FOR IMMEDIATE RELEASE
Power, Justice, and Tyranny in the Middle Ages at Getty Museum
Power, Justice, and Tyranny in the Middle Ages at Getty Museum
Illuminated manuscripts show use and abuse of power in Medieval Europe
Ariadne Discovers Theseus’s Departure, about 1493. Master of the Chronique scandaleuse. French, active about 1493 – 1510. Tempera colors, gold, and ink. The J. Paul Getty Museum, Los Angeles. 2021.7.13
LOS ANGELES –The J. Paul Getty Museum presents Power, Justice, and Tyranny in the Middle Ages, featuring manuscripts that showcase how medieval Europe struggled with many of the same issues of power and disenfranchisement that contemporary society faces today.
“The use and abuse of power was a subject of intense discussion in the Middle Ages, inspiring works of art that expose the divide between political and religious ideals on the one hand and the reality of lived experience on the other. The illuminated manuscripts in this exhibition, drawn exclusively from the Museum’s own collection, show how artists explored the intersections between power, justice, and tyranny, and illustrate the tension between noble aspirations and humanity’s baser instincts, both of which are represented. Visitors may well see resonances with recent events—another example, if it were needed, of the power of art to express and influence major social and ideological issues throughout history,” says Timothy Potts, Maria Hummer-Tuttle and Robert Tuttle director of the J. Paul Getty Museum.
Politics and religion were intimately intertwined in the Middle Ages (ca. 500 – 1500 CE), as can be seen in one image in the exhibition showing the crowning of the King of the Franks. The enthroned king is flanked on one side by representatives of the Church and on the other by members of the nobility. The king was the highest power in the land, but his right to rule was conferred by the Church.
In another image indicating the close relationship between Church and state, Saint Leonard breaks open the bars of a prison to free a caged child. When honored by King Clovis, the saint had asked only for the right to free prisoners who had been unjustly detained – a privilege otherwise only held by the king.
Even long-revered historical figures don’t escape the attention of manuscript illuminators, as seen in an illustration of Alexander the Great, whose life served as a model of both good and bad leadership for medieval rulers. The artist reveals his own biases by writing that “in order to avoid a bad example,” he changed the gender of Alexander’s influential male lover to a female seductress. The assumed sway Alexander’s paramour had over political decisions was intended to illustrate Alexander’s immoral behavior, according to medieval mores.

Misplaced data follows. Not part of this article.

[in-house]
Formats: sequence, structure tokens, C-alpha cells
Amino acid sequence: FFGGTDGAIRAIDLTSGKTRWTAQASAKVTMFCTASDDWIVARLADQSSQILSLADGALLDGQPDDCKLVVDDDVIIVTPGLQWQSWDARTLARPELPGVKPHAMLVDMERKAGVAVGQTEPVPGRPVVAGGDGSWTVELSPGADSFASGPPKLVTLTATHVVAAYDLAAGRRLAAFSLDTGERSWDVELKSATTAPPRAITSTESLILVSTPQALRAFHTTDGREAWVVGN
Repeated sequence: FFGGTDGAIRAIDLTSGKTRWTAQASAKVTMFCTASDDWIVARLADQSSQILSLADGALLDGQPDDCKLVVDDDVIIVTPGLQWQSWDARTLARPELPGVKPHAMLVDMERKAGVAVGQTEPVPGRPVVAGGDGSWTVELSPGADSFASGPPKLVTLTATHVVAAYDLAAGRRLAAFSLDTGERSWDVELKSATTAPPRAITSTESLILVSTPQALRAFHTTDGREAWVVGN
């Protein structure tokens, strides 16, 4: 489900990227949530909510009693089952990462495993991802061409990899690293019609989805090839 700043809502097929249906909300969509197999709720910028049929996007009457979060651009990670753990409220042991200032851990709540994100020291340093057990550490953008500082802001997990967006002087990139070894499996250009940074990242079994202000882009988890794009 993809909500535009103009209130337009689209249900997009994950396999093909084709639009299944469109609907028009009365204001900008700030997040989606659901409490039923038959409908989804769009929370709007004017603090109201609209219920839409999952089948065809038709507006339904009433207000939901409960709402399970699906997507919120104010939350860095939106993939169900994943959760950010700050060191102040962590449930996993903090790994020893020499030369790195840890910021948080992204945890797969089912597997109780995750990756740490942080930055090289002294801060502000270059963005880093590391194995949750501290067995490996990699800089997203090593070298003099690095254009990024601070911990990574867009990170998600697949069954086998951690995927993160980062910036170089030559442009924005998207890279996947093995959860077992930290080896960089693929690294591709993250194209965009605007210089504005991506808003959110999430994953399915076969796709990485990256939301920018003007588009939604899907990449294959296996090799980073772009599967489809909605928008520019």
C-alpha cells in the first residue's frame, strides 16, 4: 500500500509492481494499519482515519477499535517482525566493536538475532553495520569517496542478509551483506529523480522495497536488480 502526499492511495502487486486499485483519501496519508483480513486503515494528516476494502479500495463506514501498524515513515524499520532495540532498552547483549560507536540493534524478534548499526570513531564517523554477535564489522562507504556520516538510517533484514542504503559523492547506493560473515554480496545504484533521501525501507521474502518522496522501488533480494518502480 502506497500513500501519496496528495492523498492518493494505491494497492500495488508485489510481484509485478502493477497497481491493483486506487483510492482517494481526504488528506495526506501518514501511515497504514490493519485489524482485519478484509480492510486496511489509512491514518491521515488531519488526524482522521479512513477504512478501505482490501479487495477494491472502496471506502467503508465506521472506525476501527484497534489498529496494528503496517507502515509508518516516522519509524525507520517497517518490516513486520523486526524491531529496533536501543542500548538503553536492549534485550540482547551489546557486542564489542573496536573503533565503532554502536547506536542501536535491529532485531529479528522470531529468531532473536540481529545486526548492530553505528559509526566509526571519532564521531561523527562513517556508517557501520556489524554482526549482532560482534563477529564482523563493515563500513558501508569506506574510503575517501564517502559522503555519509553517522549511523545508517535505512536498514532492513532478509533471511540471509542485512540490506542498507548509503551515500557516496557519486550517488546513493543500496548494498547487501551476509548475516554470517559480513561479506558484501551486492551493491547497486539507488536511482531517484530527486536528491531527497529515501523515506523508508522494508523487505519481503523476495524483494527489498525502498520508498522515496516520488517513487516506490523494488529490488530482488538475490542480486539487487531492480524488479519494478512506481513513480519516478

An image of the mythological heroine Ariadne leaning over her writing desk, penning a letter to her faithless lover, Theseus, provides insight into the way women wielded power in the medieval world. Ariadne had helped Theseus escape almost certain death, only to be abandoned. This poignant image illustrates a translation of the Roman author Ovid’s text Heroides (Heroines), a series of imagined letters from legendary women of antiquity to the men who wronged them. Owned by Anne of Brittany (1477-1514), queen of France, the manuscript offers a tantalizing view of the literary tastes of an influential medieval woman who was interested in injustices against women. The manuscript was acquired by the Getty this year, and this exhibition marks its first display to the public in its 500-year history.
The exhibition includes numerous examples of seemingly benevolent rulers who actually had tyrannical aims, the struggle between secular and religious ruling parties, and the tortures that await those who are reckless and cruel in their quest for power.
“Four curators in the Manuscripts Department came together to conceive this exhibition, originally planned to coincide with the U.S. national elections in the fall of 2020,” says Elizabeth Morrison, Senior Curator of Manuscripts. “The pandemic delayed the exhibition, but its themes seem even more relevant now, in a world shaken by events of the past year.”
Power, Justice, and Tyranny in the Middle Ages will be on view when the Getty Center reopens May 25. It is curated by Kristen Collins, Larisa Grollemond, Bryan Keene, and Elizabeth Morrison. You can also view a presentation of the exhibition online on Google Arts and Culture.
Getty is a leading global arts organization committed to the exhibition, conservation, and understanding of the world’s artistic and cultural heritage. Working collaboratively with partners around the globe, the Getty Foundation, Getty Conservation Institute, Getty Museum and Getty Research Institute are all dedicated to the greater understanding of the relationships between the world’s many cultures. The Los Angeles-based J. Paul Getty Trust and Getty programs share art, knowledge, and resources online at Getty.edu and welcome the public for free at the Getty Center and the Getty Villa.
The J. Paul Getty Museum collects Greek and Roman antiquities, European paintings, drawings, manuscripts, sculpture and decorative arts to 1900, as well as photographs from around the world to the present day. The Museum’s mission is to display and interpret its collections, and present important loan exhibitions and publications for the enjoyment and education of visitors locally and internationally. This is supported by an active program of research, conservation, and public programs that seek to deepen our knowledge of and connection to works of art.
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